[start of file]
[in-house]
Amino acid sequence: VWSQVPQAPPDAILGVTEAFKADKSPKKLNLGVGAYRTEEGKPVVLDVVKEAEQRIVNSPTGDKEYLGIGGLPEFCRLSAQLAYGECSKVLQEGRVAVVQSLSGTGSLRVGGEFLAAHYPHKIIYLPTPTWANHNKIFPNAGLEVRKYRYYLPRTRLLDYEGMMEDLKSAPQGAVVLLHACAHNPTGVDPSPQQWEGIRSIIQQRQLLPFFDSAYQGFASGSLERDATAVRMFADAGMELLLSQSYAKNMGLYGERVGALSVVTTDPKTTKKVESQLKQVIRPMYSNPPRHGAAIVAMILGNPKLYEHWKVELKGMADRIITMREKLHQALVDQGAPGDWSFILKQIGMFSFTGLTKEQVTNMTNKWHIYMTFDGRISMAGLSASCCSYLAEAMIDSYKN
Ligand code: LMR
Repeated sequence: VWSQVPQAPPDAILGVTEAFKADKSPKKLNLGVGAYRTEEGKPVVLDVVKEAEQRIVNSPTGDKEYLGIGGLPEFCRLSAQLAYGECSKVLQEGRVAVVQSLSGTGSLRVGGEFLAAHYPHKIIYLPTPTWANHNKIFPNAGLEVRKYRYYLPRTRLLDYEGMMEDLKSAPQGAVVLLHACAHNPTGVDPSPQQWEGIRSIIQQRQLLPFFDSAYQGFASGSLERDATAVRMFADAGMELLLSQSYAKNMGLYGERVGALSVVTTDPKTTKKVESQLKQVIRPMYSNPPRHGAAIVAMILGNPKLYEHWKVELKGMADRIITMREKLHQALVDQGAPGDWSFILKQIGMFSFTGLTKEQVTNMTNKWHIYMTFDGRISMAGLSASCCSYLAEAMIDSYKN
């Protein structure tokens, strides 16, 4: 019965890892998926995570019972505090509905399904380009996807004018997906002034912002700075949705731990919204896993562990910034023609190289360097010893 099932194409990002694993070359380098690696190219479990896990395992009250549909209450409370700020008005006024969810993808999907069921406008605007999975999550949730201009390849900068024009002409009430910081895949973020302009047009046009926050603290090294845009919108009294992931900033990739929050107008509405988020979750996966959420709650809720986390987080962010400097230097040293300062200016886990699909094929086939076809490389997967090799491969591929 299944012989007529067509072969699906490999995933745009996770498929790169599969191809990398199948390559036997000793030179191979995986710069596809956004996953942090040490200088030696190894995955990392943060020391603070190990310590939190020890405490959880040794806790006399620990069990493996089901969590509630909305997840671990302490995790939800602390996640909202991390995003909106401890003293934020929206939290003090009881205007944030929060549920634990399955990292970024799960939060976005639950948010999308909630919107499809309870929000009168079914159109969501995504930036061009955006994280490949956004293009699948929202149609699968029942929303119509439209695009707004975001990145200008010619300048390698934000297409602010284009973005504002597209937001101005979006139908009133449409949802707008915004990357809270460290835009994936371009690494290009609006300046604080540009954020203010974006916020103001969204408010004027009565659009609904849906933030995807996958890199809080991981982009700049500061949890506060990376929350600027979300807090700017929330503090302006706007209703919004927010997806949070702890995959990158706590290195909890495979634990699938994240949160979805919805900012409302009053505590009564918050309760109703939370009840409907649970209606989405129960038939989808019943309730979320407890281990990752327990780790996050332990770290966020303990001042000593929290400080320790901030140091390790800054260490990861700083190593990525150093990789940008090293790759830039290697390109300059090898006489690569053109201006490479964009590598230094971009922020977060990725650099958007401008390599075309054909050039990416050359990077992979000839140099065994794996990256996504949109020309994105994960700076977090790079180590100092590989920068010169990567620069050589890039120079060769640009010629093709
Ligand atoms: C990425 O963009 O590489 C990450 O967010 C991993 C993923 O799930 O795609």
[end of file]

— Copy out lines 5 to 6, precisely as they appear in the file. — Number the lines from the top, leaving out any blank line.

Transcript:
């Protein structure tokens, strides 16, 4: 019965890892998926995570019972505090509905399904380009996807004018997906002034912002700075949705731990919204896993562990910034023609190289360097010893 099932194409990002694993070359380098690696190219479990896990395992009250549909209450409370700020008005006024969810993808999907069921406008605007999975999550949730201009390849900068024009002409009430910081895949973020302009047009046009926050603290090294845009919108009294992931900033990739929050107008509405988020979750996966959420709650809720986390987080962010400097230097040293300062200016886990699909094929086939076809490389997967090799491969591929 299944012989007529067509072969699906490999995933745009996770498929790169599969191809990398199948390559036997000793030179191979995986710069596809956004996953942090040490200088030696190894995955990392943060020391603070190990310590939190020890405490959880040794806790006399620990069990493996089901969590509630909305997840671990302490995790939800602390996640909202991390995003909106401890003293934020929206939290003090009881205007944030929060549920634990399955990292970024799960939060976005639950948010999308909630919107499809309870929000009168079914159109969501995504930036061009955006994280490949956004293009699948929202149609699968029942929303119509439209695009707004975001990145200008010619300048390698934000297409602010284009973005504002597209937001101005979006139908009133449409949802707008915004990357809270460290835009994936371009690494290009609006300046604080540009954020203010974006916020103001969204408010004027009565659009609904849906933030995807996958890199809080991981982009700049500061949890506060990376929350600027979300807090700017929330503090302006706007209703919004927010997806949070702890995959990158706590290195909890495979634990699938994240949160979805919805900012409302009053505590009564918050309760109703939370009840409907649970209606989405129960038939989808019943309730979320407890281990990752327990780790996050332990770290966020303990001042000593929290400080320790901030140091390790800054260490990861700083190593990525150093990789940008090293790759830039290697390109300059090898006489690569053109201006490479964009590598230094971009922020977060990725650099958007401008390599075309054909050039990416050359990077992979000839140099065994794996990256996504949109020309994105994960700076977090790079180590100092590989920068010169990567620069050589890039120079060769640009010629093709
Ligand atoms: C990425 O963009 O590489 C990450 O967010 C991993 C993923 O799930 O795609």